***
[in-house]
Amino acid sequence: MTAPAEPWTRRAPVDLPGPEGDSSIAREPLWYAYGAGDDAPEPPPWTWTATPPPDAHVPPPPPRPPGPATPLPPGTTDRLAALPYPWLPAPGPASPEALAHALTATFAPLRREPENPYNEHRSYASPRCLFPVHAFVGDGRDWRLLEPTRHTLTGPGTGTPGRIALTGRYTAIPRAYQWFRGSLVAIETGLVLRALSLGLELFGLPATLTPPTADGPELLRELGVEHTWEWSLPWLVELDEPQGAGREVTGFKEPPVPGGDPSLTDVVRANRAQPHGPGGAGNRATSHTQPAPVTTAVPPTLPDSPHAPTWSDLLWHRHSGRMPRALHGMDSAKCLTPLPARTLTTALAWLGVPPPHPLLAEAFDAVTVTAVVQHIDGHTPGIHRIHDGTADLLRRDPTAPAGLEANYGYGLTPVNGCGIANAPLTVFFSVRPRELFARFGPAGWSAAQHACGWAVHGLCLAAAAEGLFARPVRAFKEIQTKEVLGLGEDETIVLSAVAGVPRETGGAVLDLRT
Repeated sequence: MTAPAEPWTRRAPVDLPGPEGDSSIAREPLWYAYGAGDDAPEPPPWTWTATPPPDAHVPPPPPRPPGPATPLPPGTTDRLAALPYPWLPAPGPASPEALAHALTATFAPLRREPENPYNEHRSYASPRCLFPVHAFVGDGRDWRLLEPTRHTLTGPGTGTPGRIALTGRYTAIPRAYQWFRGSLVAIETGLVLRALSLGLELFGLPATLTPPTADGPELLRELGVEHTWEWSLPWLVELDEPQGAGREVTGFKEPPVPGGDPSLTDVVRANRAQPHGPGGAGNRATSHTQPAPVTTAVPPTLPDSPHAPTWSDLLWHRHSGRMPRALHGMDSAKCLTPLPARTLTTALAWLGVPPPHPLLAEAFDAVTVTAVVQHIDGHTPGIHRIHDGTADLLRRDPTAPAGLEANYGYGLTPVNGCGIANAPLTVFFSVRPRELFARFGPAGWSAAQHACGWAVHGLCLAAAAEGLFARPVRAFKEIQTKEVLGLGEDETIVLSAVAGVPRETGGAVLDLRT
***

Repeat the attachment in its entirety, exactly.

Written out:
[in-house]
Amino acid sequence: MTAPAEPWTRRAPVDLPGPEGDSSIAREPLWYAYGAGDDAPEPPPWTWTATPPPDAHVPPPPPRPPGPATPLPPGTTDRLAALPYPWLPAPGPASPEALAHALTATFAPLRREPENPYNEHRSYASPRCLFPVHAFVGDGRDWRLLEPTRHTLTGPGTGTPGRIALTGRYTAIPRAYQWFRGSLVAIETGLVLRALSLGLELFGLPATLTPPTADGPELLRELGVEHTWEWSLPWLVELDEPQGAGREVTGFKEPPVPGGDPSLTDVVRANRAQPHGPGGAGNRATSHTQPAPVTTAVPPTLPDSPHAPTWSDLLWHRHSGRMPRALHGMDSAKCLTPLPARTLTTALAWLGVPPPHPLLAEAFDAVTVTAVVQHIDGHTPGIHRIHDGTADLLRRDPTAPAGLEANYGYGLTPVNGCGIANAPLTVFFSVRPRELFARFGPAGWSAAQHACGWAVHGLCLAAAAEGLFARPVRAFKEIQTKEVLGLGEDETIVLSAVAGVPRETGGAVLDLRT
Repeated sequence: MTAPAEPWTRRAPVDLPGPEGDSSIAREPLWYAYGAGDDAPEPPPWTWTATPPPDAHVPPPPPRPPGPATPLPPGTTDRLAALPYPWLPAPGPASPEALAHALTATFAPLRREPENPYNEHRSYASPRCLFPVHAFVGDGRDWRLLEPTRHTLTGPGTGTPGRIALTGRYTAIPRAYQWFRGSLVAIETGLVLRALSLGLELFGLPATLTPPTADGPELLRELGVEHTWEWSLPWLVELDEPQGAGREVTGFKEPPVPGGDPSLTDVVRANRAQPHGPGGAGNRATSHTQPAPVTTAVPPTLPDSPHAPTWSDLLWHRHSGRMPRALHGMDSAKCLTPLPARTLTTALAWLGVPPPHPLLAEAFDAVTVTAVVQHIDGHTPGIHRIHDGTADLLRRDPTAPAGLEANYGYGLTPVNGCGIANAPLTVFFSVRPRELFARFGPAGWSAAQHACGWAVHGLCLAAAAEGLFARPVRAFKEIQTKEVLGLGEDETIVLSAVAGVPRETGGAVLDLRT